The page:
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It Says Cholesterol-Free! Cholesterol-Free on a Food Label--What Does that Mean?

Updated: Jul 24, 2023

Often foods are labeled with claims that sound enticing for the health-conscious. It's great when food manufacturers tell us how healthy their product is...right? Some people wonder how accurate these claims are, and for good reason. Food manufacturers have a lot to gain if we think their product is healthy. We will buy it again and again and they will make money.

"Cholesterol-Free" on a Food Label

I often see "cholesterol-free" on a food label. It is on canola oil, frozen vegetables, dried fruit, nuts, peanut butter, barley, and other plant foods. Should I be impressed and go buy that product because it is cholesterol-free? Do the other brands' dried fruit and nuts contain cholesterol if they are not labeled as "cholesterol-free?"

Cholesterol in Food

Cholesterol is found in a very specific category of food and in that category only. Only foods of animal origin will contain cholesterol. There is cholesterol in beef, chicken, eggs, fish, and milk. Plant foods will never contain cholesterol, unless animal ingredients are added. There is no cholesterol in fruit, vegetables, nuts, grains, beans.

There are some very nutritious foods that contain cholesterol such as fish, chicken, eggs, and milk. Foods with lesser nutrition value can be cholesterol-free, such as potato chips, ice pops, and candy. "Cholesterol-free" on a food label is not an indication of how nutritious a food is.

Some of the Science of Cholesterol

Cholesterol, a type of lipid, is formed by almost every animal cell. It is a necessary part of some hormones, bile, and vitamin D. A blood cholesterol level of less than 200mg/dL is correlated with a lower risk of heart disease.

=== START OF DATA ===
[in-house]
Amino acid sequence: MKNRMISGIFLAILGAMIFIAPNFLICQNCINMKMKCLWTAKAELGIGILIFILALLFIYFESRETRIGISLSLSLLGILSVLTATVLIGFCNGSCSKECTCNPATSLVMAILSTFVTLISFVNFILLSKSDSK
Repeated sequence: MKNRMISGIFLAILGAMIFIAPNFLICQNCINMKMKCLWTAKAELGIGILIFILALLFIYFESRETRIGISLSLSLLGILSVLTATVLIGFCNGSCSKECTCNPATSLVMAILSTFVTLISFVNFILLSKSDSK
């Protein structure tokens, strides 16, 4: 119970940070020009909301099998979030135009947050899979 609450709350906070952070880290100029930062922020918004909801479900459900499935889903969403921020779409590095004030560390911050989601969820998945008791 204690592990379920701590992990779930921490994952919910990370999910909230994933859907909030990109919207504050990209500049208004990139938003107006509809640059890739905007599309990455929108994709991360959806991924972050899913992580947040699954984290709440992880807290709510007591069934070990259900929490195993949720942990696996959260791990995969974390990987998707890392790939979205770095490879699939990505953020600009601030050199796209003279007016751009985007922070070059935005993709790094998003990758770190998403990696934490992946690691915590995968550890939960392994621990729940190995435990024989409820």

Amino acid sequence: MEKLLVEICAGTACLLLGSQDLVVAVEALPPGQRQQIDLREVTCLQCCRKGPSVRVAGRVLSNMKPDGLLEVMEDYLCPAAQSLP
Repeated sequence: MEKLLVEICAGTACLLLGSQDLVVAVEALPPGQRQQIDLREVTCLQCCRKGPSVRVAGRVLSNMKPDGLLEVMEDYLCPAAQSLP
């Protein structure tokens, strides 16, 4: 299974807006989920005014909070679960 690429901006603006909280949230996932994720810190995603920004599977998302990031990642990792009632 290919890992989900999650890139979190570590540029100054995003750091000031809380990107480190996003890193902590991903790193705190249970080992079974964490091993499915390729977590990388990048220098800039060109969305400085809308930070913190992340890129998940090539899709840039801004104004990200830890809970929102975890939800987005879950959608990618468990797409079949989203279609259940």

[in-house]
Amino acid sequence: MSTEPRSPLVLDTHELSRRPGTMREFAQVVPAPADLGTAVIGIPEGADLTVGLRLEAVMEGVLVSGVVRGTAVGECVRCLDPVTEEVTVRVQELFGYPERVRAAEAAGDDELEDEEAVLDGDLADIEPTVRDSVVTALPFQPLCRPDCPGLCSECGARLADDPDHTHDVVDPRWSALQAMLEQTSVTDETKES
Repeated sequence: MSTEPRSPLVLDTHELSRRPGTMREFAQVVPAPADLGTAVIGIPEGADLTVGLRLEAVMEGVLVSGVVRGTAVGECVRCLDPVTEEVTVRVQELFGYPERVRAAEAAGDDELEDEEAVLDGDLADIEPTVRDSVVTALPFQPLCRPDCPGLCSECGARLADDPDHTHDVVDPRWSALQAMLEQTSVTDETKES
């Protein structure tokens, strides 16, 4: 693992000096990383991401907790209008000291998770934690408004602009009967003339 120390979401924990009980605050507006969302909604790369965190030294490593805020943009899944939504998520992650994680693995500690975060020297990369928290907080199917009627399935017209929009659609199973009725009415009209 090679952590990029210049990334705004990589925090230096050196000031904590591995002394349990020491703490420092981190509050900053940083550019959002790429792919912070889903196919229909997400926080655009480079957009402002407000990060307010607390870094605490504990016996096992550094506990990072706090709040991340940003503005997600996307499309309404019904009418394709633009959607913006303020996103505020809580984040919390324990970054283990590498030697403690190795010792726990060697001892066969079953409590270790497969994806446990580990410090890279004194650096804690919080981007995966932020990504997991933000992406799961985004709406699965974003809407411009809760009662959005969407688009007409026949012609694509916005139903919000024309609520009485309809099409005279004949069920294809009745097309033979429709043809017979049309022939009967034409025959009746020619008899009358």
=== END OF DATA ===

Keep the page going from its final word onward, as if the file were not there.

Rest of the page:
Contrary to what is often assumed, it is not high cholesterol intake that leads to a high blood cholesterol level. Instead, it is high saturated fat intake that leads to high blood cholesterol levels.

Beta Glucan Fiber to Lower Cholesterol

Knowing that cholesterol is used to form bile helps guide one method of lowering cholesterol. Usually, bile is recycled in our body. It is formed in the liver, stored in the gall bladder, and released into the small intestine to help with digestion. Most of the bile is reabsorbed and returned to the liver to be used again.

Beta glucan is a type of fiber that binds to bile while it is in the intestine preventing it from being reabsorbed. Instead it is excreted, thereby decreasing the amount of one of its ingredients, cholesterol, in the body. Eating 3gm of beta glucan per day can lower cholesterol levels.

Fortunately, this type of fiber is readily found in easily accessible foods such as oatmeal and barley. The servings of these foods that contain 3gm of beta glucan are1.5 cups cooked oatmeal or 1.25 cups of cooked barley. Other foods high in beta glucan are some mushrooms and nutritional yeast.

In Summary: Should "Cholesterol-Free on a Food Label Impress us?

I am a lot less impressed when I see "cholesterol-free" on a food label now--especially when it is printed on foods that would never contain cholesterol to begin with. If this claim is on a plant food, it screams to me that the food company is trying to make me think that the food is more impressive than it is. Mind you, plant foods are exceedingly healthy! But not because they are cholesterol-free. And those vegetables, fruits, or grains that do not say "cholesterol-free" are no less healthy than those that do say "cholesterol-free."

Additionally, if someone is concerned about having elevated cholesterol levels, eating less cholesterol is not the solution. Eating less saturated fat and more beta glucan can make a difference.

At the end of the day, it is a general diet pattern that is predictive of health, not specific nutrients. A healthy diet has a food approach, not a nutrient approach. A healthy diet contains grains, beans, fruits, vegetables, nuts, fish, yogurt, and many other foods. A healthy diet, and more importantly a healthy mindset, is not attained by focusing merely on saturated fat, cholesterol, or fiber.


Dec 06, 2023

Love your posts


Oct 19, 2023

Really interesting. Learnt some valuable stuff



Jul 24, 2023

This is super informative! Thanks!


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